During the trials Parris aggravated tensions in the village by persecuting his parishioners and delivering sermons that encouraged anti-witch hysteria. In an especially damaging gesture, he excommunicated (expelled from church membership) accused witches Martha Corey and Rebecca Nurse, prominent members of the community who were eventually hanged (see Chapter 4 and primary source entry). When the elderly Nurse was in jail Parris gave a fiery sermon, "Christ Knows How Many Devils There Are," which contributed to the evidence against her. He also harassed relatives of accused witches. Parris's notes from that period show that he hounded Nurse's husband Sam to attend church when they missed even a single sermon. In the case of the Nurses, Parris clearly had political motivations: Nurse's maiden name was Towne, thus placing her in the anti-Putnam and anti-Parris camp, although there is no evidence that she was ever directly involved in the conflict surrounding Parris's appointment.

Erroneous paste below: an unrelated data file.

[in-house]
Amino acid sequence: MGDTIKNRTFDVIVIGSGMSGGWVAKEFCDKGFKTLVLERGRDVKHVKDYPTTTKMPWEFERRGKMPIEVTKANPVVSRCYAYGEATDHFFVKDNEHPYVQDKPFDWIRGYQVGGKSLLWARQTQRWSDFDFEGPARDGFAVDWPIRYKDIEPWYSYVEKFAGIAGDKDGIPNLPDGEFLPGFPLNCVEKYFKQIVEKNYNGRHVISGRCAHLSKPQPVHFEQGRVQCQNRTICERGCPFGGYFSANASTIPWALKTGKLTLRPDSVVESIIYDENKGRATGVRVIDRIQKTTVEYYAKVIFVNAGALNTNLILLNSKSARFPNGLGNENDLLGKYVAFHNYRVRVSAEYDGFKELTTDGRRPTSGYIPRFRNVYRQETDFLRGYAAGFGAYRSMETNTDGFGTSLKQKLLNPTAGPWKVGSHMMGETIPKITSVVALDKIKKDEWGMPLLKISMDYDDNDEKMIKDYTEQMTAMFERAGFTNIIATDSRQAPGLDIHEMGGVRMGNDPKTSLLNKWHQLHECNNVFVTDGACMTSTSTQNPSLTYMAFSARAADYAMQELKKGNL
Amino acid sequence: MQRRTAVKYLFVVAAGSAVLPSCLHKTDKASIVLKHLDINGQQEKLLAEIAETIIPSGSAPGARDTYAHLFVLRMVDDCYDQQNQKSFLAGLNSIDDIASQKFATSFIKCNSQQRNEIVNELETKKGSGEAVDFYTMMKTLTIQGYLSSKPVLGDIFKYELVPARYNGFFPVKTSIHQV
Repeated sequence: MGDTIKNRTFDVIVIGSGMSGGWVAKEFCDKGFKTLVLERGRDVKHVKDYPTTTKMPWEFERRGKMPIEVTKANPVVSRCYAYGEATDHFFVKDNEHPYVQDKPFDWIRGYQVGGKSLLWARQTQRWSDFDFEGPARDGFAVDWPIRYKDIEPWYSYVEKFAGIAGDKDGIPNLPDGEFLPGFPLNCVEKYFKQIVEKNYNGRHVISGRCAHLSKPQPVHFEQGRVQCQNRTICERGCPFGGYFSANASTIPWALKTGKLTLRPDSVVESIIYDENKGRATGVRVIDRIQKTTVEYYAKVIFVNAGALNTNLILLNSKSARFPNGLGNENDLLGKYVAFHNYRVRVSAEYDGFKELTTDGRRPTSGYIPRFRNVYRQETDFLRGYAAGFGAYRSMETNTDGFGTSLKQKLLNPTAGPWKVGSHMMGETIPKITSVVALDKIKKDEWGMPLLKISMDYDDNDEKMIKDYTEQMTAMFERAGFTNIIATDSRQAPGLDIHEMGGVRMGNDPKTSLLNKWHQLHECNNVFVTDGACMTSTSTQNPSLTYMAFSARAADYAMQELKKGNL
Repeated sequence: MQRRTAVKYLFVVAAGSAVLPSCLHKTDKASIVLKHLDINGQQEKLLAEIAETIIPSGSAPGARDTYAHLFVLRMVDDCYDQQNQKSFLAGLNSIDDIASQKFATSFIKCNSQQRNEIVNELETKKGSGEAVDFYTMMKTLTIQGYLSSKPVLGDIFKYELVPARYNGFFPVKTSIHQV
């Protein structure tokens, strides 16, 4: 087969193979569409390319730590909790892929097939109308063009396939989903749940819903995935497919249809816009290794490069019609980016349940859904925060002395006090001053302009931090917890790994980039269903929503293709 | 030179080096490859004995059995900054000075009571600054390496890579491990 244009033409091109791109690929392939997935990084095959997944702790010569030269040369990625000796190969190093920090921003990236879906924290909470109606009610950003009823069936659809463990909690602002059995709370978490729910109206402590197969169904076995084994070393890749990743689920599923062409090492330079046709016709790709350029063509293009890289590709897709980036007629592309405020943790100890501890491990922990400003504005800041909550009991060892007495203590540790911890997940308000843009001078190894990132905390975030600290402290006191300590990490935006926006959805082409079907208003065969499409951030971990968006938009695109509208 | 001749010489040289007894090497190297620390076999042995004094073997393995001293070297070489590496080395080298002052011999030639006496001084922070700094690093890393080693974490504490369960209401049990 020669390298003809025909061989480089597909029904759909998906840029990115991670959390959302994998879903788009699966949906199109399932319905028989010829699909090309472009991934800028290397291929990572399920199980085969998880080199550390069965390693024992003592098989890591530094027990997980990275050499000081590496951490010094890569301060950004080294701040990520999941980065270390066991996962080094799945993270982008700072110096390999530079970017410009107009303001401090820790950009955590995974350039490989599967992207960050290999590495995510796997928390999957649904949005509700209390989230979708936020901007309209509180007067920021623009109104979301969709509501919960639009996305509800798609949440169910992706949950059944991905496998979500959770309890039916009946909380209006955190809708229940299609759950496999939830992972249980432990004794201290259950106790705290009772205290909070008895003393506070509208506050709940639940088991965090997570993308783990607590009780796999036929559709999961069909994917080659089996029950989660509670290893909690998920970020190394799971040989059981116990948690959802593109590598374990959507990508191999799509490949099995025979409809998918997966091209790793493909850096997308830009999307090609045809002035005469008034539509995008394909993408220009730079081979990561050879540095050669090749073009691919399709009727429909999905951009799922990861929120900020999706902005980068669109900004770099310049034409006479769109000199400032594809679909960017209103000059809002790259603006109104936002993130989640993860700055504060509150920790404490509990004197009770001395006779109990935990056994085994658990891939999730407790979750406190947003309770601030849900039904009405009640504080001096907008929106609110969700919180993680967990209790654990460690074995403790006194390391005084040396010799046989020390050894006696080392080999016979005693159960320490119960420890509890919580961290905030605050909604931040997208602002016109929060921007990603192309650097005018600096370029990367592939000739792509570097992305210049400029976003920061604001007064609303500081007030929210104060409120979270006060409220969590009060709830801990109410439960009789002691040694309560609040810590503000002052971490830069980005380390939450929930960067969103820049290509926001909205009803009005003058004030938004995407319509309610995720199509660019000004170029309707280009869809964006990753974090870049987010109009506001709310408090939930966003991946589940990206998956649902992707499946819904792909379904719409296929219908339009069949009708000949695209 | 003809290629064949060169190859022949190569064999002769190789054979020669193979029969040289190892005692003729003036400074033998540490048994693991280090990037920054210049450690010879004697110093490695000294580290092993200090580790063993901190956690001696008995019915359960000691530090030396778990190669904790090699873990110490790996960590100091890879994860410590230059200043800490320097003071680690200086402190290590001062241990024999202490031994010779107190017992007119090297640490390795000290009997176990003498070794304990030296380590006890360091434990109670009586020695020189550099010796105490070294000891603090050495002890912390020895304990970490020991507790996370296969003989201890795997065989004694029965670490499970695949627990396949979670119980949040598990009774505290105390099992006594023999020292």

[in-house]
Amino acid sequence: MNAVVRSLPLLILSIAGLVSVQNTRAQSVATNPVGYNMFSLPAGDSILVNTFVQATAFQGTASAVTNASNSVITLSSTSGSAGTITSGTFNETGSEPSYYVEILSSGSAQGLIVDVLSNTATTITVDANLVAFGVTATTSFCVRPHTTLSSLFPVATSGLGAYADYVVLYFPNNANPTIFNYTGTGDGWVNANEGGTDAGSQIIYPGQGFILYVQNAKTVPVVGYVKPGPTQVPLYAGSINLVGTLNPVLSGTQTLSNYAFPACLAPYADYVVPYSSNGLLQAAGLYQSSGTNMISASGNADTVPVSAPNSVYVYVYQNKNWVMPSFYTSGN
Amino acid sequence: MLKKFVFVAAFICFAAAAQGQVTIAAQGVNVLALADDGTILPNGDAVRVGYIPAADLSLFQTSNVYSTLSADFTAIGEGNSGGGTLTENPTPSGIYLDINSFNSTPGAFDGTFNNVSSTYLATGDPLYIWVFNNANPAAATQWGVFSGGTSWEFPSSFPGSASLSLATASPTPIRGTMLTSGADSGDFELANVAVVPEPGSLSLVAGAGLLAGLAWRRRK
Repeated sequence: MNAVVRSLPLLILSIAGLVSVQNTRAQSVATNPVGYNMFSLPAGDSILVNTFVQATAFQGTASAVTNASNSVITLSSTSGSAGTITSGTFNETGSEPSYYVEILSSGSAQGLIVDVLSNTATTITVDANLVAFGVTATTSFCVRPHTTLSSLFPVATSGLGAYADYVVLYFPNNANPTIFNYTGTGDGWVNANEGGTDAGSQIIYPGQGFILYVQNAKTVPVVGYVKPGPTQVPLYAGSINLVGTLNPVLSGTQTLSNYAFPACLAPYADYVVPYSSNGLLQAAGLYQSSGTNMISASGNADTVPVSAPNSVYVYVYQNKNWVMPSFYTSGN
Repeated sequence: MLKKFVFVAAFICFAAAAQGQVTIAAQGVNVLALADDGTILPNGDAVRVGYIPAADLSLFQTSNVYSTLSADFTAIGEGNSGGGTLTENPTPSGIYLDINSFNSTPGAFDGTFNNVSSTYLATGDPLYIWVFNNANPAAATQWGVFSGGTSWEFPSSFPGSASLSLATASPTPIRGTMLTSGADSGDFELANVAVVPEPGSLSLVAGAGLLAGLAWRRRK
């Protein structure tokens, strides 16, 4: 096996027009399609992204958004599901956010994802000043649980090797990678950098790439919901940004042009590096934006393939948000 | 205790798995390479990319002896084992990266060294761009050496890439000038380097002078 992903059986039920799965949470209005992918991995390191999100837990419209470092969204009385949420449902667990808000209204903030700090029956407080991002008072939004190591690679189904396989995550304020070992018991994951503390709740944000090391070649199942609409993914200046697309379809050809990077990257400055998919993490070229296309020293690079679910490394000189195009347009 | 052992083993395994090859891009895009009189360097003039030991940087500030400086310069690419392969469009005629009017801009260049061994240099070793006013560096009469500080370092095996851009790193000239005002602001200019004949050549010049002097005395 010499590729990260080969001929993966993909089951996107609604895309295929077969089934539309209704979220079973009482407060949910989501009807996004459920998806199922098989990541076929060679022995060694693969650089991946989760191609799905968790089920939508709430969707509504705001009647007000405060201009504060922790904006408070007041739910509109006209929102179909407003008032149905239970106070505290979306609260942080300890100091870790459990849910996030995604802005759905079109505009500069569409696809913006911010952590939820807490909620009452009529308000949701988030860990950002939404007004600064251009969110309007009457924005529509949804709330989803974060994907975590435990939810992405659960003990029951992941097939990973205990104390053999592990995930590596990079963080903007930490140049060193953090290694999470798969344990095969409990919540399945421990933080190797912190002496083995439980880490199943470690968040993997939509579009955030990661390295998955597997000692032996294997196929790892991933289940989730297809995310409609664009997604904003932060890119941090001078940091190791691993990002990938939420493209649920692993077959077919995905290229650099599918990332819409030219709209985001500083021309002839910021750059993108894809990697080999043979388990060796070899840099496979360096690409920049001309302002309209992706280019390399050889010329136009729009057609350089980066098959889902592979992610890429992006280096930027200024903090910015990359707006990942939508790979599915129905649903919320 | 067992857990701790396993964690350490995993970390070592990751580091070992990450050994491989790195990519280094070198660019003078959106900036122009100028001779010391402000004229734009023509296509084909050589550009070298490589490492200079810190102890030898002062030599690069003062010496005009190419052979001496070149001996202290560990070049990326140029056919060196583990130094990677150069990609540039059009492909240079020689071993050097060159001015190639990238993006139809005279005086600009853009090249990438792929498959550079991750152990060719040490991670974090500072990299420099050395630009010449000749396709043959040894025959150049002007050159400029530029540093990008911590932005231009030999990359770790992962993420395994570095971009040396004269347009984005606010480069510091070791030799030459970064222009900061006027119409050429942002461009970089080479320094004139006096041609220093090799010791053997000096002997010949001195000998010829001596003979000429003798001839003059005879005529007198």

Parris also had a confrontation with Nurse's sister, Sarah Towne Cloyce, when Cloyce abruptly left a worship service, slamming the door behind her. From the pulpit Parris accused her of being yet another witch spreading evil among the good Christians of Salem. Her defenders asserted, however, that she had suddenly been taken ill and that a gust of wind had slammed the door as she left in haste. Cloyce was later arrested and found guilty of being a witch. As the trials continued through spring 1693, many were afraid to stop going to Parris's services and waited until the trials were over to drop out of the parish, but others risked being accused of witchcraft and simply stayed home.
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